Original article by: Black Girl With Long Hair | Edited by: Black Zulu
You’ve heard it before, over and over again — moisture is everything when it comes to natural hair health. Still, many naturals struggle with keeping their curls, kinks and coils well-moisturized. You
know think you’re doing everything you can think of to keep moisture in your hair but nothing’s working. You ask yourself why in a state of despair. Perhaps you’re guilty of one of our 9 ineffective moisturizing practices. Check it out:
1. Moisturizing dirty hair/hair that has product buildup
The objective of moisturizing is to apply water-based product that penetrates the cuticle (outer layer) of the strand and infuse the cortex (inner layer) with water. If there is too much dirt or product on your cuticle, then there’s little chance that any moisturizing product you apply will make it to the cortex.
The best time to start the moisturizing process is on wash day. After cleansing hair, adequately moisturize hair and remember to seal it in. If you use a lot of products, try co-washing between shampoos so that moisture can effectively penetrate your tresses.
2. Using butters or oils as moisturizers
With the exception of a few oils, like coconut oil, that can penetrate the strand — oils and butters will sit on the OUTSIDE of your strand because they are SEALANTS, not moisturizers. Their purpose is to lock in moisture — not apply it. If your hair is feeling dry, and you apply a butter or oil, you are just weighing down dry hair, making it more brittle and susceptible to breakage.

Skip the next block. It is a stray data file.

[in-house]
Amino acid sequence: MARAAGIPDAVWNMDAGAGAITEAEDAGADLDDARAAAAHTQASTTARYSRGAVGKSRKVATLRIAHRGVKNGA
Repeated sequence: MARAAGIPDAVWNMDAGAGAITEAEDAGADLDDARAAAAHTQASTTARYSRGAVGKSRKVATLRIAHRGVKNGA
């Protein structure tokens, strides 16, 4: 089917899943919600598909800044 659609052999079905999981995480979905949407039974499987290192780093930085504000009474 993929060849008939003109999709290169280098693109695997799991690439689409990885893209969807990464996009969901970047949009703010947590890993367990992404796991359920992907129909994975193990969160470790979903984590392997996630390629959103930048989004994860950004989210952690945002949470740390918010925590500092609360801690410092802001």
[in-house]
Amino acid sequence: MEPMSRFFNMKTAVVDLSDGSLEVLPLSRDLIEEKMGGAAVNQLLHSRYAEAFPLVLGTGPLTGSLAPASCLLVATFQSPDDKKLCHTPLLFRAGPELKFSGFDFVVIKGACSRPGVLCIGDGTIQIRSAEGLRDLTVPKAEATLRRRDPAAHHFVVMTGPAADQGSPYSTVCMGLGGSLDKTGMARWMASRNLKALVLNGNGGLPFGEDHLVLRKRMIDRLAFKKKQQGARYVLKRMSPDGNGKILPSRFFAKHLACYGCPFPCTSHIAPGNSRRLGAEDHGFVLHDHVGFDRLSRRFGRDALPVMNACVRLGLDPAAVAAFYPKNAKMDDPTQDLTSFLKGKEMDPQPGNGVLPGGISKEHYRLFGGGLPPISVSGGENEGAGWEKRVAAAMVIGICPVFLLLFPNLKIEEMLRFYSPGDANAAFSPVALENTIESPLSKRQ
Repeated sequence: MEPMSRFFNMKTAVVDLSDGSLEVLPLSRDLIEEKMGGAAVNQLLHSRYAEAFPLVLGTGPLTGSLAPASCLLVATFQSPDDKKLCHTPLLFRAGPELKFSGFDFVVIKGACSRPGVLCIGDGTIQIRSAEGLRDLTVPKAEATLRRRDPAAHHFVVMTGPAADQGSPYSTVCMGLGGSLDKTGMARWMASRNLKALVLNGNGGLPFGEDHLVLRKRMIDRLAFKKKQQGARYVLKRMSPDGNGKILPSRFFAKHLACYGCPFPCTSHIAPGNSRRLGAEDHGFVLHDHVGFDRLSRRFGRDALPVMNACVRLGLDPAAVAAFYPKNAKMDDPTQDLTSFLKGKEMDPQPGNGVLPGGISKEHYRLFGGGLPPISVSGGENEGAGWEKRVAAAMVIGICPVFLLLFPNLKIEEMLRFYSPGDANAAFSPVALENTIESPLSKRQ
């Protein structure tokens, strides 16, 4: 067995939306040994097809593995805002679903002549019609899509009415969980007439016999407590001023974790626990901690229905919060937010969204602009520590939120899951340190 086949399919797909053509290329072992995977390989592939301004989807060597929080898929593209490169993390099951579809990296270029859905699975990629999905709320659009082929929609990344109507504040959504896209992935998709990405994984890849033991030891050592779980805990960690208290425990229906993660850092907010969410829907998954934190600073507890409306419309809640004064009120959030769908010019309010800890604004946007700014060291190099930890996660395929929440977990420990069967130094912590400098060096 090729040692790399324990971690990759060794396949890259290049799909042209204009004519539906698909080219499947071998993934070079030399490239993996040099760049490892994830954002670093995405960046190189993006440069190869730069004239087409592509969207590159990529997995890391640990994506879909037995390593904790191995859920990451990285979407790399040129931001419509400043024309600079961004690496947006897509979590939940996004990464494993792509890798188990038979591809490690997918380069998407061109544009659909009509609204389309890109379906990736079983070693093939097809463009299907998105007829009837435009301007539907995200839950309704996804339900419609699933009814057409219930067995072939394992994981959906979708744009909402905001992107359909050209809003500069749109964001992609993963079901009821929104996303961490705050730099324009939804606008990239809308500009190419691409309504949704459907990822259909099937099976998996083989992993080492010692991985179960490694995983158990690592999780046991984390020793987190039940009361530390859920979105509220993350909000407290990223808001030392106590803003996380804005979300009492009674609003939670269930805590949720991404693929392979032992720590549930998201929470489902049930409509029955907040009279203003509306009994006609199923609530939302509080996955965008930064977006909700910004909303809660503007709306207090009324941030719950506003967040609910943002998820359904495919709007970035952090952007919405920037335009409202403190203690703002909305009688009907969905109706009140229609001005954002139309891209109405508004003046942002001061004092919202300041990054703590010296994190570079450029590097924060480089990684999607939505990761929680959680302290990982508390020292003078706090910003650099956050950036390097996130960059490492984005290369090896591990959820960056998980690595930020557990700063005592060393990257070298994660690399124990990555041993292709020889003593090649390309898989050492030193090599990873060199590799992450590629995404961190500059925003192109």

Apply a water-based moisturizer to your hair (or simply spritz your hair with water) prior to applying your butter or oil. That way, you’re adding moisture to your tresses before sealing. Here is an easy DIY hair spritz you can whip up in minutes!
3. Using water based products without sealing
Just like oils and butters aren’t effective as moisturizers, water-based products — and water itself! — isn’t effective at moisturizing unless it’s sealed in. Water quickly evaporate out of the cortex unless a sealing product is applied to the lock it in.
*Note: Spritzes are a great daily moisturizing solution as they contain water, which penetrates the cuticle, as well as oils, that seal the water in. While they aren’t heavy-duty enough to provide long-term moisturizing, they are great as a daily refresher, in between moisture and seal sessions. Here is a great DIY recipe!
Always apply an oil or butter to your hair after you add moisture. Lock that baby in! If you find butters too heavy for your hair, trying whipping it to light and fluffy goodness as in this simple DIY whipped shea butter recipe! Also, if you find an oil too light, try a heavier oil like castor oil. If you find an oil too heavy, try a lighter oil like olive oil or grapeseed oil. Bottom line, find an oil that works for your hair. Remember, it is all trial and error until you find what works for your hair.
Just like your body can be thirsty way before your throat actually feels parched, natural hair can need moisture way before it feels crunchy and dry. Even if you are moisturizing correctly, but not often enough, you could still end up with dry hair.
Start by moisturizing your hair at least once a day. If, in the following hours, your hair feels wet and mushy, you can cut your moisturizing down to every other day. If it still feels dry, then you might need to up your moisturizing to twice daily. Its all trial and error. Pay attention to what your hair is trying to tell you. Once you find your rhythm, you will be OK!